Part of forgetting is also to remember to stay in the present. When we are anchored in the here and now, focused on the choices and people in front of us, we are more prepared to leave the past in the past and to be able to trust. Here. Now.

4) Take a Chance

The scariest part of finding trust is to take a chance and trust someone again. This can seem insurmountable. If it is not working, then we probably need to go back through the first three steps and see what we are hanging on to still.

The telling part will be when we notice that we are actually already trusting. We are trusting in our facility or outpatient program to help us heal. We are trusting in the people around us by confiding in them and sharing our stories. We are trusting in ourselves by staying, and by showing up and working every day in our recovery. With these skills in place, we are more prepared to take a chance on ourselves and others in our lives and trust.

5) Reward Faith

To trust in ourselves or others requires faith. We must believe that trust will be fulfilled, and we must be willing to put our trust out there, risking failure. Having lived with failed trust, that of ourselves or others, we of all people should be able to acknowledge and reward faith.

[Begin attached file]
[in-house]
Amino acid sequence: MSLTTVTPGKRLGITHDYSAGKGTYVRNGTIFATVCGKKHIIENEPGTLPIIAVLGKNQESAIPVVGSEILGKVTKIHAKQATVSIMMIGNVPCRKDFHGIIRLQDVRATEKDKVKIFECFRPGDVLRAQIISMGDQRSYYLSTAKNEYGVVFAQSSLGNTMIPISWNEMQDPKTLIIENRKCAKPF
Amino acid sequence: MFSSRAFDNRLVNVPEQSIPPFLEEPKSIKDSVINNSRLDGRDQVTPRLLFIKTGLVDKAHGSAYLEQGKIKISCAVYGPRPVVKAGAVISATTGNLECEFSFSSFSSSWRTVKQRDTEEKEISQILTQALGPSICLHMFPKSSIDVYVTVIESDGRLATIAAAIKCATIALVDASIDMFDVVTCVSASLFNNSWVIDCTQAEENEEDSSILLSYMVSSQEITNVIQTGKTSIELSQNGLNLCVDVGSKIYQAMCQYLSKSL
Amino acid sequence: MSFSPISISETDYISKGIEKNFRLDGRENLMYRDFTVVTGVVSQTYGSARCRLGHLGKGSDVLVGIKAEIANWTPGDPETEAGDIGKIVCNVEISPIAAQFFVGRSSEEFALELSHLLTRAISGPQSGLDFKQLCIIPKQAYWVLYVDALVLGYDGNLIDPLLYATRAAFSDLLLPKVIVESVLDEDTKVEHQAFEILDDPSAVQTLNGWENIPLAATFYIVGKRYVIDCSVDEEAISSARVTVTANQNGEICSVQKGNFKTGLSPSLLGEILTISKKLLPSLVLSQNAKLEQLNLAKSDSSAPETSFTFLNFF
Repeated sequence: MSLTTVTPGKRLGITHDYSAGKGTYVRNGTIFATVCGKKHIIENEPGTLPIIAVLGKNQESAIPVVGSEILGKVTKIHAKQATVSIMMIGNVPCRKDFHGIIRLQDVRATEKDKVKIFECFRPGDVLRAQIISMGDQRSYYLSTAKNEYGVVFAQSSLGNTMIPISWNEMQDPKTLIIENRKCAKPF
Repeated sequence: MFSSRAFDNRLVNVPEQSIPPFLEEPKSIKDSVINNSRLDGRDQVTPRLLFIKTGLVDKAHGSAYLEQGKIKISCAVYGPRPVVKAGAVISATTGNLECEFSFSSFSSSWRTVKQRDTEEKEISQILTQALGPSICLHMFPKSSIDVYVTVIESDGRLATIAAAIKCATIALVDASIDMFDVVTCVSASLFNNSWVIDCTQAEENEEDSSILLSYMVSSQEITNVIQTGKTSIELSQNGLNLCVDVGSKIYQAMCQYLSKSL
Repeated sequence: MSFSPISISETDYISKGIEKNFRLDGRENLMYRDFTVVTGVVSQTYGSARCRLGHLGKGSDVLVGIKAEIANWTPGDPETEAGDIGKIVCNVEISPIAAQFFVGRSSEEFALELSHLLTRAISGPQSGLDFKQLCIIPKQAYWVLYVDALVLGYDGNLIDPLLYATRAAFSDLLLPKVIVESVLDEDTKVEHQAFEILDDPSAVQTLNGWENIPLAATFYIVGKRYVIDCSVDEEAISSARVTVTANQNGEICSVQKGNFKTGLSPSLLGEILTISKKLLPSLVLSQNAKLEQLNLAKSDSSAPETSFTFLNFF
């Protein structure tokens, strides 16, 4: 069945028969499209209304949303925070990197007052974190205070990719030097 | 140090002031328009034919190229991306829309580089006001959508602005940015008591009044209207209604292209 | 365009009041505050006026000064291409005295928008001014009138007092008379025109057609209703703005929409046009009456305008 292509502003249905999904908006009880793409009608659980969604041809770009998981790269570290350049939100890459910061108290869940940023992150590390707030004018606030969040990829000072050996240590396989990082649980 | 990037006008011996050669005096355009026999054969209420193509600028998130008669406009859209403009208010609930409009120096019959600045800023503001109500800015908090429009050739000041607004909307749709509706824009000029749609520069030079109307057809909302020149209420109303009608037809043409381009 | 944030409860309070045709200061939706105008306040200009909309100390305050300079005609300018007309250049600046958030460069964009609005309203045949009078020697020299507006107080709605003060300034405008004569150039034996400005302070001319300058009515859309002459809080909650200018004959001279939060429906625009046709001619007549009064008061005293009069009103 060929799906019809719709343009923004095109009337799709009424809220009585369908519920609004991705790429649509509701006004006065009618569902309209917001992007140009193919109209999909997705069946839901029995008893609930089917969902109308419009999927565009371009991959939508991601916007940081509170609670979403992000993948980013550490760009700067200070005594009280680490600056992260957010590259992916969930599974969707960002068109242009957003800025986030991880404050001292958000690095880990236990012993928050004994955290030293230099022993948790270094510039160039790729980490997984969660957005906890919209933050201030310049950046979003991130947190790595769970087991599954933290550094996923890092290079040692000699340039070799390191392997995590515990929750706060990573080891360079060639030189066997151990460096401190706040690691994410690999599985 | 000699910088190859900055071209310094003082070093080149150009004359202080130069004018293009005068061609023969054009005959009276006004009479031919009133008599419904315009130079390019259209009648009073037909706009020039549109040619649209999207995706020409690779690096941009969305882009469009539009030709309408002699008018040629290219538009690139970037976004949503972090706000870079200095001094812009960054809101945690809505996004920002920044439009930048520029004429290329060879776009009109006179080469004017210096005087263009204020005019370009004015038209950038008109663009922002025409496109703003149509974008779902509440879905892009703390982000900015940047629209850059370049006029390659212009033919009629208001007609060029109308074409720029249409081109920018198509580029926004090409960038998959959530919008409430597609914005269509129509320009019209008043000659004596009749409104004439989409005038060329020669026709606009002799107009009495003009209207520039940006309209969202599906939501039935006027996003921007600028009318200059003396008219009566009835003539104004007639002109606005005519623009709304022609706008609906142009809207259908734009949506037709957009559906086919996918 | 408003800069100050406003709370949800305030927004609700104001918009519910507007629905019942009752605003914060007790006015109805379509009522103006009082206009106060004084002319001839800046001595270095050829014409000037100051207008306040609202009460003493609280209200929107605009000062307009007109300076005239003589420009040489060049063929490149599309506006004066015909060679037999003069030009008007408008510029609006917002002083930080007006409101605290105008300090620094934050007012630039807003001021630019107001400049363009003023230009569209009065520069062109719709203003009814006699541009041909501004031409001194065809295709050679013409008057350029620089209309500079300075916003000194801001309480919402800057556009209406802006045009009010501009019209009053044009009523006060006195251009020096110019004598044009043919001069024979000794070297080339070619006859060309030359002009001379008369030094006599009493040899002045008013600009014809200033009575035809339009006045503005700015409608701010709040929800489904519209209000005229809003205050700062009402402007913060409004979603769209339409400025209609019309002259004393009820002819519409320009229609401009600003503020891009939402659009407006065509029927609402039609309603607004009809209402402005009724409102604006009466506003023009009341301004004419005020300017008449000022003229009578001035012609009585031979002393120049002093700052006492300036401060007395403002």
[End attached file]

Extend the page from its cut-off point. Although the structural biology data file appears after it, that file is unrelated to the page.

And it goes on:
When someone keeps our trust, we can thank them for being trustworthy. Not only will it help them to feel validated for being trusted, but it will help us to remember that our trust has been rewarded, too. The same goes for when we keep our own trust, by making a good choice or fulfilling an assignment. We can acknowledge that we are worthy of trust. This will help heal and reinforce the positive choices we have worked so hard to implement in our lives.

Learning to find trust is part of healing ourselves. Regardless of our past, we can learn new ways of living, including trust in ourselves and others. If we are willing to take these steps, we can learn to trust. That empowers us to build new relationships with others and to be confident in our own choices and believe in ourselves again. To begin recovery and learn to trust, call us today at (805) 719-7954 and speak to one of our admissions experts.

The Healing Power of Forgiveness